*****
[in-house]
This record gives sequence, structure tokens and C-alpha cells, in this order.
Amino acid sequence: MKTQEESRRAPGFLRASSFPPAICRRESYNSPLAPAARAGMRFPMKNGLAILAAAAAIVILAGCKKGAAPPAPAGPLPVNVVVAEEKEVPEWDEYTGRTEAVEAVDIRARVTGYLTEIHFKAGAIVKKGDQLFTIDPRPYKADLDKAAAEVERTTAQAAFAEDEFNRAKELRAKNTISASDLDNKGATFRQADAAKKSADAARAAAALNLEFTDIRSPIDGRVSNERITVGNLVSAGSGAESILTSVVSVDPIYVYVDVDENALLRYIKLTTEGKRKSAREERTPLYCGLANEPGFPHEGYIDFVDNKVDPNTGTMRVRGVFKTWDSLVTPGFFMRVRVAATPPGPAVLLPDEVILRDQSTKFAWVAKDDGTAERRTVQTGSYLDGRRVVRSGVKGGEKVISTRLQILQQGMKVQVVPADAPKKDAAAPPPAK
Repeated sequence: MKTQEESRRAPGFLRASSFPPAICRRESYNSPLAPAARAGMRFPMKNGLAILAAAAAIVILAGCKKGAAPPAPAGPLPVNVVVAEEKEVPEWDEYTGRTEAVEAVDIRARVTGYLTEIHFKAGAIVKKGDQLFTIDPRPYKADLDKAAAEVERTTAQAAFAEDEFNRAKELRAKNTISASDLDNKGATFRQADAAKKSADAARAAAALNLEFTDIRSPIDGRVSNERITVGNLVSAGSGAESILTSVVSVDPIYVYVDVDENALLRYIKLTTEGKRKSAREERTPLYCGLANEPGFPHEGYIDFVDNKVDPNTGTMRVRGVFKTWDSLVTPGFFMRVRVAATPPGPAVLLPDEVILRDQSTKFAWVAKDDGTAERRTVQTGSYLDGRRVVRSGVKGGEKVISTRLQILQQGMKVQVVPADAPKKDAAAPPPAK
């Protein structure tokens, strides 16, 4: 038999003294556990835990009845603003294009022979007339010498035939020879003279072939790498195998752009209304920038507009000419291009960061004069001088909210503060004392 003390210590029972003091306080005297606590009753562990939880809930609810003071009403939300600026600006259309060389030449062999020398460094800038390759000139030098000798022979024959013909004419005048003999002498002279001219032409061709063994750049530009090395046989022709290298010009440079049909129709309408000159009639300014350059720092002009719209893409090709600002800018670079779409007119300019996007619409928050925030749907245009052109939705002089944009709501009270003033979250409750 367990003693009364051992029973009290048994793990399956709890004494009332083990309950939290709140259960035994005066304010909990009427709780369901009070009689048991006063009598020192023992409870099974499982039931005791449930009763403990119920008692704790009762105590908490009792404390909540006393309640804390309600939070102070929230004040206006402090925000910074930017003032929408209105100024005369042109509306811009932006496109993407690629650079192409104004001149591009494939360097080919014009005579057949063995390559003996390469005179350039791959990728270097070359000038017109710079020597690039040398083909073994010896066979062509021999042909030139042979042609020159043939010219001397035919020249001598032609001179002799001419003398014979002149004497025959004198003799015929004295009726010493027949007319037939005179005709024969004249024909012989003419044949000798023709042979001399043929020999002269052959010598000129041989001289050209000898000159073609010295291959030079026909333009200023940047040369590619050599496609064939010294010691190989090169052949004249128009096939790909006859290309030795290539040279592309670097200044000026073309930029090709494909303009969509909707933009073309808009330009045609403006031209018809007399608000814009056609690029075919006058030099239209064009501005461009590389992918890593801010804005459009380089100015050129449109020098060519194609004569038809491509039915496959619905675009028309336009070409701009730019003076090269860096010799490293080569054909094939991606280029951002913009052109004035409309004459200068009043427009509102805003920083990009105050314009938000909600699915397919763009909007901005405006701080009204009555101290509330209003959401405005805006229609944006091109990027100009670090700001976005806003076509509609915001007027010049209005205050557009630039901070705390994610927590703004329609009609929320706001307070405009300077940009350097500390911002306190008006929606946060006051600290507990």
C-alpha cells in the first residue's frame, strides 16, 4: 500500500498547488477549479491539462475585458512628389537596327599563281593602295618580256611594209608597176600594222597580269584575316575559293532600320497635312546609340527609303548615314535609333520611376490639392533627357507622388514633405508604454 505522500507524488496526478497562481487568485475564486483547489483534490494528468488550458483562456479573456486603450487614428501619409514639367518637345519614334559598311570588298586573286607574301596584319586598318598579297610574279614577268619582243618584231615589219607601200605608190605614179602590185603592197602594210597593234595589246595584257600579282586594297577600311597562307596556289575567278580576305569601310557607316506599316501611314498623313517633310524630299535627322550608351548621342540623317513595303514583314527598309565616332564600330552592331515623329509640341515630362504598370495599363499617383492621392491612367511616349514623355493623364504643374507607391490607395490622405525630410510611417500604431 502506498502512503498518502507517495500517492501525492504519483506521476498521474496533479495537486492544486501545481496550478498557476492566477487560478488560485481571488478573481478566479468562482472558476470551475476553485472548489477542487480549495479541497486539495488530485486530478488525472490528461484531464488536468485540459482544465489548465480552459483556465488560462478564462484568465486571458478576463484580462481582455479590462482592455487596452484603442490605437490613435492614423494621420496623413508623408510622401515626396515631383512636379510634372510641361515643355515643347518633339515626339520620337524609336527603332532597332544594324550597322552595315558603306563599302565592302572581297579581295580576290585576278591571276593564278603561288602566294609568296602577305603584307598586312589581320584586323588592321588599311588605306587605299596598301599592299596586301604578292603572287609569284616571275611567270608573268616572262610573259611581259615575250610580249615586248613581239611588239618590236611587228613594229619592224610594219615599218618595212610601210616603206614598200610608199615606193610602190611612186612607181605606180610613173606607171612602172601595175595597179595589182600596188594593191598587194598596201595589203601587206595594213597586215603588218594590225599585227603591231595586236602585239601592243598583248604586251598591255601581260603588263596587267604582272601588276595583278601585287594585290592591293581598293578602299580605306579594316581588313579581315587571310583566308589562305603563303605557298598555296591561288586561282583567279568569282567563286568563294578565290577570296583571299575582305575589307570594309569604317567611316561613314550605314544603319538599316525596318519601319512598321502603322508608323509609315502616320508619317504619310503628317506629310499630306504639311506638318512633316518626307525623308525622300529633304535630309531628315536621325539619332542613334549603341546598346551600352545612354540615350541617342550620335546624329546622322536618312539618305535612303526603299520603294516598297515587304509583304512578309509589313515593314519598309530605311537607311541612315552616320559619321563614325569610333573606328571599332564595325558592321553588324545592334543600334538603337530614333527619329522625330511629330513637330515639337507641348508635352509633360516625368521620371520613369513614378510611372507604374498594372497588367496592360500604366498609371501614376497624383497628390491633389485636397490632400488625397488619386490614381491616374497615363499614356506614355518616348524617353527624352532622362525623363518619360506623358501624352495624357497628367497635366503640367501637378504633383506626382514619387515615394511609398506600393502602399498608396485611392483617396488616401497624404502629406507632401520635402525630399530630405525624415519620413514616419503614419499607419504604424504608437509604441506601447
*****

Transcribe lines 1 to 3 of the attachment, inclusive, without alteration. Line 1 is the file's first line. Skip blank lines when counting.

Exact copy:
[in-house]
This record gives sequence, structure tokens and C-alpha cells, in this order.
Amino acid sequence: MKTQEESRRAPGFLRASSFPPAICRRESYNSPLAPAARAGMRFPMKNGLAILAAAAAIVILAGCKKGAAPPAPAGPLPVNVVVAEEKEVPEWDEYTGRTEAVEAVDIRARVTGYLTEIHFKAGAIVKKGDQLFTIDPRPYKADLDKAAAEVERTTAQAAFAEDEFNRAKELRAKNTISASDLDNKGATFRQADAAKKSADAARAAAALNLEFTDIRSPIDGRVSNERITVGNLVSAGSGAESILTSVVSVDPIYVYVDVDENALLRYIKLTTEGKRKSAREERTPLYCGLANEPGFPHEGYIDFVDNKVDPNTGTMRVRGVFKTWDSLVTPGFFMRVRVAATPPGPAVLLPDEVILRDQSTKFAWVAKDDGTAERRTVQTGSYLDGRRVVRSGVKGGEKVISTRLQILQQGMKVQVVPADAPKKDAAAPPPAK